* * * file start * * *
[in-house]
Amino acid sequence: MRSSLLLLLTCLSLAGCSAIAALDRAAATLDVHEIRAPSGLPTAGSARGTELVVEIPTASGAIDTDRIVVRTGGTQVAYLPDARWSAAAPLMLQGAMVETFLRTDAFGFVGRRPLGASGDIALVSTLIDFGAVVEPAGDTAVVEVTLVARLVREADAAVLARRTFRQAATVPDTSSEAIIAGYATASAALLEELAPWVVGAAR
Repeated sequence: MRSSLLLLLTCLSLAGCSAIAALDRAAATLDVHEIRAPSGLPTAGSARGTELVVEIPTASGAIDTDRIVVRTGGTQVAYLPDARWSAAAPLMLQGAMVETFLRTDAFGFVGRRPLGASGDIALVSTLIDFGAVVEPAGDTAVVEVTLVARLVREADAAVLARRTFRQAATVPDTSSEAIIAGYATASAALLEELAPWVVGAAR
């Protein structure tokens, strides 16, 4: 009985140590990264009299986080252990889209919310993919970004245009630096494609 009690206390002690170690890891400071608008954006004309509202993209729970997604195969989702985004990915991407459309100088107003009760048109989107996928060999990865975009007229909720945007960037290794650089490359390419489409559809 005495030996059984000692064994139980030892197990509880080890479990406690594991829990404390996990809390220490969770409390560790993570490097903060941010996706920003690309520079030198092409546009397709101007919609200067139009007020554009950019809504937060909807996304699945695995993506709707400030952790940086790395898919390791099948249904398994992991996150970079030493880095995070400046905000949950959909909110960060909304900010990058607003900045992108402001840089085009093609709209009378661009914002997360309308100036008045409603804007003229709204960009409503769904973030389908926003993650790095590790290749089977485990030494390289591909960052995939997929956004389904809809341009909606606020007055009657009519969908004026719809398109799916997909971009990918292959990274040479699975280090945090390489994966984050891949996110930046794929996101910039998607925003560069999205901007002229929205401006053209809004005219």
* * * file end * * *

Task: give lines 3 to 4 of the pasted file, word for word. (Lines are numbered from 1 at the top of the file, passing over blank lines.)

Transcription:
Repeated sequence: MRSSLLLLLTCLSLAGCSAIAALDRAAATLDVHEIRAPSGLPTAGSARGTELVVEIPTASGAIDTDRIVVRTGGTQVAYLPDARWSAAAPLMLQGAMVETFLRTDAFGFVGRRPLGASGDIALVSTLIDFGAVVEPAGDTAVVEVTLVARLVREADAAVLARRTFRQAATVPDTSSEAIIAGYATASAALLEELAPWVVGAAR
């Protein structure tokens, strides 16, 4: 009985140590990264009299986080252990889209919310993919970004245009630096494609 009690206390002690170690890891400071608008954006004309509202993209729970997604195969989702985004990915991407459309100088107003009760048109989107996928060999990865975009007229909720945007960037290794650089490359390419489409559809 005495030996059984000692064994139980030892197990509880080890479990406690594991829990404390996990809390220490969770409390560790993570490097903060941010996706920003690309520079030198092409546009397709101007919609200067139009007020554009950019809504937060909807996304699945695995993506709707400030952790940086790395898919390791099948249904398994992991996150970079030493880095995070400046905000949950959909909110960060909304900010990058607003900045992108402001840089085009093609709209009378661009914002997360309308100036008045409603804007003229709204960009409503769904973030389908926003993650790095590790290749089977485990030494390289591909960052995939997929956004389904809809341009909606606020007055009657009519969908004026719809398109799916997909971009990918292959990274040479699975280090945090390489994966984050891949996110930046794929996101910039998607925003560069999205901007002229929205401006053209809004005219």